Why Use A Fountain Pen?



Some of My Favorite Things From 2014


Recently, I was asked why people use fountain pens. The question caught me off guard as I hadn’t given it a thought in ages. Having written with them for almost twenty years, they are just a part of who I am. But that doesn’t mean there aren’t a lot of reasons for using fountain pens. 

Value for money. A well-designed and well-built pen will last decades if not generations. I have pens that are over 100 years old and still write perfectly. Ink can also last decades. Some of mine are more than 25 years old and continue to perform as they should. 

Environmentally friendly. No detritus for the landfill, unlike gel pens, ballpoints and markers, since fountain pens get reused indefinitely. The ink comes in glass bottles that are perfect for recycling.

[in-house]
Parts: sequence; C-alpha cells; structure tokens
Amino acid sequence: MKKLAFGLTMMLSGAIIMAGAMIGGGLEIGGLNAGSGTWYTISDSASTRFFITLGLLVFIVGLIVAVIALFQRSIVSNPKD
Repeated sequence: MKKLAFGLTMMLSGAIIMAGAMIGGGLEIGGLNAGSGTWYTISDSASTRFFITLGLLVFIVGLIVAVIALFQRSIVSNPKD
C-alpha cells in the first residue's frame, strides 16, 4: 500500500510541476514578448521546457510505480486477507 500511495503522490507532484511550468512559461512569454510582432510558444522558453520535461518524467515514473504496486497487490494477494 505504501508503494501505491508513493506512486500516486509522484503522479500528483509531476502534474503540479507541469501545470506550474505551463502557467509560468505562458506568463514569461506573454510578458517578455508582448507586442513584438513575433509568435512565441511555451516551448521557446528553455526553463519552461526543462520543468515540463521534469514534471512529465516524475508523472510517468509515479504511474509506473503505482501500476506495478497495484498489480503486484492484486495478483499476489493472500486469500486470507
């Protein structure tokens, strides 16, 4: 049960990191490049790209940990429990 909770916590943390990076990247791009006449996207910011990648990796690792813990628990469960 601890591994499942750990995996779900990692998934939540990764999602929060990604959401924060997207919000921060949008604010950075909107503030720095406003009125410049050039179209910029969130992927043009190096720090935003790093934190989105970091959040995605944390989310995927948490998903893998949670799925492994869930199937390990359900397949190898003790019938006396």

Variety. Pens and nibs come in lots of shapes and sizes off the shelf. Not satisified with standard models? Purchase a custom-made pen or a custom ground nib. No need to compromise when you can buy a match made exclusively for you.

Improved penmanship. Some users find that fountain pen nibs produce lines that enhance letter formations. Stubs and italic nibs are especially good for this.

Comfortable size and shape. Especially good for arthritis and other limitations. Long writing sessions can be less fatigue-producing with a fountain pen since it will glide rather than drag across the paper.

Uniqueness. Inks have a variety of characteristics from subtle shading to multi-toned, reflective coloring and many variations in between. The right nib on fountain pen-friendly paper will bring out its best qualities.

Enjoyment. Writing with a fountain pen can be cathartic and relaxing. Its use encourages time away from technology with obvious benefits.

These are at least some of the reasons to use a fountain pen. What is yours?